Kepler-186f: Earth's Mysterious 'First Cousin'

By: Melanie Radzicki McManus  | 
The artist's concept depicts Kepler-186f, the first validated Earth-size planet to orbit a distant star in the habitable zone. Here Kepler-186f is orbiting its host star. NASA Ames/SETI Institute/JPL-Caltech

Scientists today still haven't been able to discover whether life as we know it exists on other planets orbiting us. But they're doggedly on the hunt. And thanks to NASA's Kepler mission (which ran from 2009 to 2018), they have more knowledge than ever before about this possibility.

During that time period, NASA's Kepler space telescope and an image sensor array observed more than 500,000 stars. They did this using the transit method — if a star's light dimmed repeatedly at regular intervals, this indicated a planet was orbiting the distant star.


The mission uncovered more than 2,600 exoplanets, which are planets outside our solar system orbiting a star. Hundreds more were discovered after the mission ended, using Kepler data. Planets discovered using Kepler data or through the Kepler space telescope were referred to as Kepler planets. Among those thousands of newly uncovered planets was one called Kepler-186f.

What's Special About Kepler-186f?

The discovery of Kepler-186f in April 2014 was significant because scientists believe planets able to support life will likely be Earth-sized, have a rocky or solid surface, contain liquid water and have a habitable atmosphere — essentially, they'll be planets very much like Earth.

They believe this because, to date, Earth is the only known example in the entire universe of a habitable planet, says Dr. Steve Howell, a senior NASA research scientist who worked on the Kepler mission.


Kepler-186f was the first Earth-size planet found orbiting within its star's habitable zone or Goldilocks zone, the area where liquid water (as opposed to water vapor) could exist on a planet's surface. An orbiting planet can't be too hot nor too cold in order for liquid water to be present.

Many planets had been identified orbiting within their star's habitable zone before Kepler-186f was discovered. But they were all at least 40 percent larger than Earth. In contrast, Kepler-186f had a radius just 1.11 times that of Earth. This small, Earth-like size is important, as it's the smaller planets that tend to be rocky, with terrain that could potentially support trees, plants and land for living. Earth-size planets also tend to have lighter, more breathable atmospheres. In contrast, large planets such as Jupiter and Saturn often have atmospheres filled with inhospitable gasses like hydrogen and helium.

Scientists have yet to determine Kepler-186f's mass and composition, so there's still a lot to learn. But they do know that it's part of a five-planet star system about 500 light-years from Earth in the constellation Cygnus. They also know the planet orbits an M dwarf star (aka a red dwarf) every 130 days. This dwarf star has about half of the mass of the sun.

More than 70 percent of the stars in the Milky Way galaxy are M dwarfs, a star classification indicating stars that are small, cool and dim. Any planet orbiting an M dwarf must be in a relatively tight orbit around the host star for it to receive enough warmth from the star to support life. That can be problematic, as M dwarfs are prone to large flares, or gas ejections, says Howell.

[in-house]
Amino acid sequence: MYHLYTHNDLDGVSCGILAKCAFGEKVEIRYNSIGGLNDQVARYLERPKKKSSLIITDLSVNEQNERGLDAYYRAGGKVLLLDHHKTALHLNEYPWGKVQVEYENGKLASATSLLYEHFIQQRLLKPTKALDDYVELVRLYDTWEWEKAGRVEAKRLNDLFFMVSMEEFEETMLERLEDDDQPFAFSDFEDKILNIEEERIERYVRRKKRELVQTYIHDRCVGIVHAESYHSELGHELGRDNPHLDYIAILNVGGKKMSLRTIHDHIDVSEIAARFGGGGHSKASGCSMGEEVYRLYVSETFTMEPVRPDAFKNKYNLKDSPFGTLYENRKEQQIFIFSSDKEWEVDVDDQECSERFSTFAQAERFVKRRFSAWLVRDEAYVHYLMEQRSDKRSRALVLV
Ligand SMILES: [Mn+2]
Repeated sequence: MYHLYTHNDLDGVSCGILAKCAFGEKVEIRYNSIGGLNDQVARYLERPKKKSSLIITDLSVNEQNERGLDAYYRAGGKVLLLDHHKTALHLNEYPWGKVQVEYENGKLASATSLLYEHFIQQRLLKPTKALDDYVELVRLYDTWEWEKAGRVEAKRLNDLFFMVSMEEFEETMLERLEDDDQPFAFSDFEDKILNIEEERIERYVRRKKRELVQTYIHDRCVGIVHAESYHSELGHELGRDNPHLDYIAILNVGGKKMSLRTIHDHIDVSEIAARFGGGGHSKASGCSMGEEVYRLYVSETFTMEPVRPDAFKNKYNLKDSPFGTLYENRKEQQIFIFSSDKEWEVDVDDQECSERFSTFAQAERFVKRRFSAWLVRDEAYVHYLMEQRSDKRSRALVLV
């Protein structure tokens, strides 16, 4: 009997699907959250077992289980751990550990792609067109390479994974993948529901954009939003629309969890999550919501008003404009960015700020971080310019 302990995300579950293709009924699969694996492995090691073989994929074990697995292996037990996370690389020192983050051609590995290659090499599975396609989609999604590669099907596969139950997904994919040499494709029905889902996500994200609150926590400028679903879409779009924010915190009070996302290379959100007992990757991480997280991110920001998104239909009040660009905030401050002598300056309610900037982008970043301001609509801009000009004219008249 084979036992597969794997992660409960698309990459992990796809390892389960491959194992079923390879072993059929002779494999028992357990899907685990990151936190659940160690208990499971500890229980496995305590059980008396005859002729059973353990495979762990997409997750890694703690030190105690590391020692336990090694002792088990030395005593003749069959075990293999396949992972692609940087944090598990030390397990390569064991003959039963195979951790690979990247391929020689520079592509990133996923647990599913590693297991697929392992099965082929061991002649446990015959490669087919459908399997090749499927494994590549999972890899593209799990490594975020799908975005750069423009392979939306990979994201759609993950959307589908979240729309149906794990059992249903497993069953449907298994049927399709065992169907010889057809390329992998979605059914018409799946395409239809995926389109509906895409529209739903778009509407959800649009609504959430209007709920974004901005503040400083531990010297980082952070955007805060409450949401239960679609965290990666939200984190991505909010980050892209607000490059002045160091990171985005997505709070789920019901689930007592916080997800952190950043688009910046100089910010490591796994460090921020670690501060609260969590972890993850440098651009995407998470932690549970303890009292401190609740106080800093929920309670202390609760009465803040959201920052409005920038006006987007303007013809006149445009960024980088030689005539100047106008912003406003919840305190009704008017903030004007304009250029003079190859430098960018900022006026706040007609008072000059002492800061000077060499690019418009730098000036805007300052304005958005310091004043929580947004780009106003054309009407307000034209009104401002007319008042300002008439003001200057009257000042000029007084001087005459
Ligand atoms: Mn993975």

"Those flares, if they're strong enough, can go to a planet world that's very close to them and they could, for example, destroy that planet's atmosphere or life, if life existed on that planet," he says.


How Close to Earth Is Kepler-186f, Really?

Researchers have determined Kepler-186f receives just one-third the energy from its M dwarf that Earth receives from the sun, situating it near the outer edge of the star's habitable zone. This remote locale would help protect it from any large flares, although Howell says this particular M dwarf doesn't appear to have flares, at least from observations to date. This distance may also mean that the planet is not tidally locked, so it might have seasons just as Earth does.

On the negative side, being on the edge of the habitable zone could mean any surface water on Kepler-186f could freeze. So Kepler could be considered more of an "Earth cousin" than an "Earth twin."


Scientists also know Kepler-186f is a darker planet than Earth. At noon, its brightness is believed to be similar to our level of light about an hour before sunset. Yet because they don't know whether Kepler-186f has an atmosphere or its composition, researchers can't determine what sunrises and sunsets would look like here.

Kepler's Companion Planets

And what about those previously mentioned companion planets to Kepler-186f? Named Kepler-186b, Kepler-186c, Kepler-186d and Kepler-186e, these four planets race around the same M dwarf star in a blazing four, seven, 13 and 22 days, respectively. This means they're closer to the M dwarf than Kepler-186f, and their surfaces would be too hot for life to exist as we know it.

Today, the James Webb Space Telescope is keeping an eye on Kepler-186f, among its other celestial duties, probing for additional insights. It's specifically designed to study exoplanet atmospheres and determine their compositions, so hopefully we'll soon know more about this important planet in due course.